Tropical Storm Odile heads toward Arizona, as Mexico airlifts stranded tourists from Baja

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Hurricane Odile blazed a trail of destruction through Mexico's Baja California Peninsula that leveled everything from ramshackle homes to big box stores and luxury hotels, leaving roads and entire neighborhoods as disaster zones Monday. (Sept. 15)

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MEXICO CITY — Mexico's government airlifted thousands of stranded foreign tourists out of the hurricane-ravaged resort of Los Cabos, as a weakened Odile headed over the Gulf of California Wednesday on a path toward the U.S. state of Arizona.

The remnants of Odile, which has been downgraded from a Category 3 hurricane to a tropical storm, were expected to reach Arizona Wednesday evening and strike hardest in the Tucson area, though forecasters said Phoenix could get lashed with rain and heavy winds as well.

In Mexico, military and commercial planes were carrying travelers out through the Los Cabos international airport, which remained closed to commercial flights due to damage suffered when Odile tore through the area late Sunday and Monday.

Travelers were being flown free of charge to airports in Tijuana, Mazatlan, Guadalajara and Mexico City to catch connecting flights and, in the case of foreigners, receive consular assistance.

Fatai Oshi-Ojuri, a tourist from Oakland, California, who came to Mexico with his girlfriend to celebrate his 30th birthday, was among the first to get out on a Federal Police jet.

He said the airport in Los Cabos was a mess with roof panels and electrical wiring down, and signs and windows shattered.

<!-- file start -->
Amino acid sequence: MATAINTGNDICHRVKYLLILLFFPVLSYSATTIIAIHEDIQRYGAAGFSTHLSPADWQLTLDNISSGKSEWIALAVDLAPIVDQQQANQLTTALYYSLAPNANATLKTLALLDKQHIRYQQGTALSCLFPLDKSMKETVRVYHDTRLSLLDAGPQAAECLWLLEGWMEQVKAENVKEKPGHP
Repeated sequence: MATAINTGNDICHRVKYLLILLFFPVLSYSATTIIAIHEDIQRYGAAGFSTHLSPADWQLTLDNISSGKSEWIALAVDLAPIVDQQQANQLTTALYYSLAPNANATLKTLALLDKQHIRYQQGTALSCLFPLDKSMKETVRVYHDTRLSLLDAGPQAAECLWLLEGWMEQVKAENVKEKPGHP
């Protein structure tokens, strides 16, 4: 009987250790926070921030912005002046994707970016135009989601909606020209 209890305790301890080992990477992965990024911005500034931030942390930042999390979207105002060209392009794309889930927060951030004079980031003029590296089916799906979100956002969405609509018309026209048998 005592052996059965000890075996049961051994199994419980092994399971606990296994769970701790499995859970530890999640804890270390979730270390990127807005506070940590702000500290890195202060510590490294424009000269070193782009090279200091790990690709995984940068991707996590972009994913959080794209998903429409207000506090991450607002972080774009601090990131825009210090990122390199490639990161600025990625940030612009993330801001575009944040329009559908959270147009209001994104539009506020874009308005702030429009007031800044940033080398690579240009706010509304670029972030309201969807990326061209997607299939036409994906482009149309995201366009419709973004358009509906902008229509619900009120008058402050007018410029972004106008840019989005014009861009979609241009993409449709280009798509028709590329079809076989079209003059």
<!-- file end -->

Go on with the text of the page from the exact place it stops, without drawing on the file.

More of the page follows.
"That was like a scene from 'The Walking Dead,'" he said by phone from Mazatlan, where he was waiting for an Alaska Airlines flight to Los Angeles.

Officials estimated it would take two days to ferry out the 30,000 tourists who were being put up in temporary refuges or hotel areas converted to shelters. Some 26,000 of those were foreigners, primarily from the United States, Canada and Great Britain.

Thousands in the state of Baja California Sur remained without electricity, water or phone service. A boat was on its way with humanitarian aid, and authorities were working to restore utilities.

President Enrique Pena Nieto was scheduled to tour the area later.

Emergency officials in Baja California reported that 135 people were treated for minor injuries. But surprisingly for a hurricane of this intensity there were no reports so far of fatalities directly related to Odile.

By early Wednesday, Odile had left Baja California and was crossing the Gulf of California toward mainland Mexico. It was expected to reach Arizona as a tropical depression. Forecasters said it was still capable of unleashing dangerous floods and mudslides.

The U.S. National Hurricane Center said that by Wednesday morning, Odile had maximum sustained winds near 50 mph (85 kph). It was centered about 85 miles (135 kilometers) south of Puerto Penasco, and was moving to the north-northeast near 6 mph (9 kph).

Farther south in the Pacific, Tropical Storm Polo was centered 200 miles (325 kilometers) south of Zihuatanejo with maximum sustained winds of 50 mph (85 kph), and was moving northwest at 12 mph (19 kph). The hurricane center predicted that Polo could become a hurricane by Wednesday night or early Thursday.

Meanwhile in the central Atlantic, Hurricane Edouard was a Category 1 storm with maximum sustained winds near 90 mph (150 kph). The Hurricane Center said swells from Edouard would begin affecting parts of the U.S. East Coast north of Florida, likely causing life-threatening rip current conditions.

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